« Cold enough, and wet enough, but ... | Main | "Annular" eclipse photos show "ring of fire" »

January 26, 2009

Winter storm will start Tuesday as snow

This morning's snow flurries and showers demonstrate that the weather pattern that has set up around us is capable of delivering some snow. And it will in the next two days.

But this is not our ideal snow-making scenario. Temperatures will slide past the freezing mark as the events unfold. Accumulations throughout this period will be small, and what starts as snow late on Tuesday will morph into freezing rain and finally rain by lunchtime on Wednesday.

But it will look enough like a real winter that the National Weather Service has issued a Winter Storm Watch for all of Maryland north and west of Baltimore and Washington, including their Arundel, PG and Montgomery county suburbs. The watch begins around 6 p.m. Tuesday and continues into the early evening on Wednesday. It calls for  the familiar, and always popular "wintry mix." 

Here's the official forecast for BWI. Here's how sees it.

More immediately today, light snow showers are expected to continue off and on as weak disturbances track along the jet stream track that is flowing west-to-east along the stalled boundary between cold air to our north, and warmer, wetter air to the south. Nobody expects any accumulation out if this early phase of the week's winter weather. We may even catch a few glimpses of sun and sky between the clouds.

The next of these little stormlets will barrel through later tonight, with more light snow after midnight. This one will be a bit stronger than today's, so we may get an inch - maybe two - on the ground during the day on Tuesday. The overnight low at BWI is forecast at 24 degrees. Tuesday's forecast high is 30 degrees

Late on Tuesday, and into Wednesday, the pace picks up a bit more, but so does the temperature. Forecasters think the next low to roll along the frontal boundary will track to our north and west, from West Virginia into southwestern Pennsylvania. A secondary low is likely to form off the Delmarva coast. That will draw more warm, wet air into the region from the south, raising temperatures aloft and - depending on how much cold air hangs on at the surface - changing our precip from snow to freezing rain and plain rain during the day on Wednesday. The forecast high for BWI is 34. Here's a clip from this morning's forecast discussion from Sterling:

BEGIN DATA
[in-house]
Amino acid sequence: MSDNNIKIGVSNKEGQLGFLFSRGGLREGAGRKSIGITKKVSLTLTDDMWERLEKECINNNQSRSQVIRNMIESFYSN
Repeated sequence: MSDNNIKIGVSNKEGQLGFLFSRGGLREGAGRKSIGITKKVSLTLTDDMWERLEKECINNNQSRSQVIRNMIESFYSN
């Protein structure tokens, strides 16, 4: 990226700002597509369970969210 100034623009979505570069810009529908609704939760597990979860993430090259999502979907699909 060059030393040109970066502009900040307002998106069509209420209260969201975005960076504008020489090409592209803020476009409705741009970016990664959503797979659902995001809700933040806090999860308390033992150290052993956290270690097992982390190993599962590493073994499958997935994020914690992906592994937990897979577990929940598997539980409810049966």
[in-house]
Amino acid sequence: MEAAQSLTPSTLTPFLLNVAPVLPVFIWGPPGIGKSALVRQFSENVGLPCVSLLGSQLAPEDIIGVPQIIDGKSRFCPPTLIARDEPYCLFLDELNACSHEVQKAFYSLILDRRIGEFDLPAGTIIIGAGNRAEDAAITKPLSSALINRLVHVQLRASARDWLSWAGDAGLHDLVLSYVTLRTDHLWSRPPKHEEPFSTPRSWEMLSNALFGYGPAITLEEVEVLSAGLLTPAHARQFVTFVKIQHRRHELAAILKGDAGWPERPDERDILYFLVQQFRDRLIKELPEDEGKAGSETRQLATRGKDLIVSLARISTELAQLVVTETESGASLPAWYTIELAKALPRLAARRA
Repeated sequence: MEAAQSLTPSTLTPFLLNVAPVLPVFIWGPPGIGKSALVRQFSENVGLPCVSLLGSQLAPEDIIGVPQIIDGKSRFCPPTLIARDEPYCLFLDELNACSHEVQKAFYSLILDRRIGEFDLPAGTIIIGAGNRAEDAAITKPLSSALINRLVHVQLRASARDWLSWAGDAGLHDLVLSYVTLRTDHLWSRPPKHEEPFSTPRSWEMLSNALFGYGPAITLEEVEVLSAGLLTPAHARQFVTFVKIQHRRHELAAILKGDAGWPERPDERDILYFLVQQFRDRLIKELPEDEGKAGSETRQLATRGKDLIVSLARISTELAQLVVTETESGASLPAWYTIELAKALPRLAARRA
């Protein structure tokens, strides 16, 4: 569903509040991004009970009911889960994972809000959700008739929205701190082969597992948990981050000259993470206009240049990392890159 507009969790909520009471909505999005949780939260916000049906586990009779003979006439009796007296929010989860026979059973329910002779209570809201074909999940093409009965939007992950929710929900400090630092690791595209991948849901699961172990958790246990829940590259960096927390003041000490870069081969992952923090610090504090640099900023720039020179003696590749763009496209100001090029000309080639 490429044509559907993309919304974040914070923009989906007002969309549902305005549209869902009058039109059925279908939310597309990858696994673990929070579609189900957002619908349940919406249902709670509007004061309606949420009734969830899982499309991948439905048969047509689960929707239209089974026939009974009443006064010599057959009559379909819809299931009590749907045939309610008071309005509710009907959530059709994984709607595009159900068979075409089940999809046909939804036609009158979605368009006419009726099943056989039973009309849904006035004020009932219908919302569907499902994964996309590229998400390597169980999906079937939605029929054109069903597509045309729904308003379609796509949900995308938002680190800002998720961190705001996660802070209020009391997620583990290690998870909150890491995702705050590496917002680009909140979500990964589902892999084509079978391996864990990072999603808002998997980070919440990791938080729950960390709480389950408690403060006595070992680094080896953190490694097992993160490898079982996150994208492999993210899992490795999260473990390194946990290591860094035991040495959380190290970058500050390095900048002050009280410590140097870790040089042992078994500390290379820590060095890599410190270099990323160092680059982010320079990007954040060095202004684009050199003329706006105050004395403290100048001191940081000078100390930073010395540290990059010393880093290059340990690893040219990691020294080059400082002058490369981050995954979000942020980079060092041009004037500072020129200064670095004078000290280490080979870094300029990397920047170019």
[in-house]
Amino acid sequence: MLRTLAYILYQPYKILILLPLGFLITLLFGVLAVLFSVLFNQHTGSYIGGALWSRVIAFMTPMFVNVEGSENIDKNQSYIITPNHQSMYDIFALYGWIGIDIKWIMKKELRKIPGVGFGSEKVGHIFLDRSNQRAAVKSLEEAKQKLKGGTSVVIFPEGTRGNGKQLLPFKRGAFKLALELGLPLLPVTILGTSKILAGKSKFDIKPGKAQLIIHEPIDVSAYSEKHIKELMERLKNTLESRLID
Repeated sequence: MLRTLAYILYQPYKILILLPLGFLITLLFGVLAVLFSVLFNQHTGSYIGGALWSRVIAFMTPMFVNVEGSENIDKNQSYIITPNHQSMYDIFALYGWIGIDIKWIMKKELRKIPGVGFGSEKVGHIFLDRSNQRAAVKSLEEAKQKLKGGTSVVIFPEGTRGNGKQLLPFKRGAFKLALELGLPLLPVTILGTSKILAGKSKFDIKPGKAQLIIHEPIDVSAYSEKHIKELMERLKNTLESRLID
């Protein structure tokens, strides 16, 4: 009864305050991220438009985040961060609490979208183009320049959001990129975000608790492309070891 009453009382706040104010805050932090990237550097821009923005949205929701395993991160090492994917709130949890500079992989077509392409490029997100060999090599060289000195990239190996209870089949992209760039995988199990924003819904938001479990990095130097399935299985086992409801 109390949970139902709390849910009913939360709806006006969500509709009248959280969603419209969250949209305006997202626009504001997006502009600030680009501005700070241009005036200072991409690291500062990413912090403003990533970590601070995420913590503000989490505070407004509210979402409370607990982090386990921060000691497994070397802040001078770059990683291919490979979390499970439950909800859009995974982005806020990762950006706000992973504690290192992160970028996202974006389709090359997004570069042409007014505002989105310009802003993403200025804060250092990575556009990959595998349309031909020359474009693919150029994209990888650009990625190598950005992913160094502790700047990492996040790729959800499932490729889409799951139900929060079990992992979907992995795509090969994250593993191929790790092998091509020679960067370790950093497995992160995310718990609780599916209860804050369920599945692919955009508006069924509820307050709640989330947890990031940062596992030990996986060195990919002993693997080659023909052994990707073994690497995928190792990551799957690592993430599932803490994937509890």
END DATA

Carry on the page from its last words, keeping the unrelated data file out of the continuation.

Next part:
"The exact details of of the timing and track of this system are not exactly certain at this time," the forecasters caution. "And that will play a significant role in [precipitation] type. The main threat appears to be snow and ice near the Mason Dixon Line, with snow and ice changing to rain near the Washington and Baltimore metropolitan areas into Central Virginia."

However it works out for us, the storms should move off the coast late on Wednesday, drawing colder air from the north in its wake. That could end the event with more snow showers. Thursday looks sunny, but temperatures will continue to run below seasonal norms, as they have since mid-month. The next cold front passes by on Friday, kicking up a coastal storm that forecaster don't believe will affect us.

Sunny but cold is the prescription for the weekend.

Posted by Frank Roylance at 10:20 AM | | Comments (3)
Categories: Forecasts



Since it always seems to take one decent snow for people around here to remember how to drive in it, I envision chaos and mayhem out on the Beltway. Maybe it will only take me three hours to get home from work. But at least the icy conditions will lower average speeds to around 70mph - in the slow lane, that is. Come on Spring!!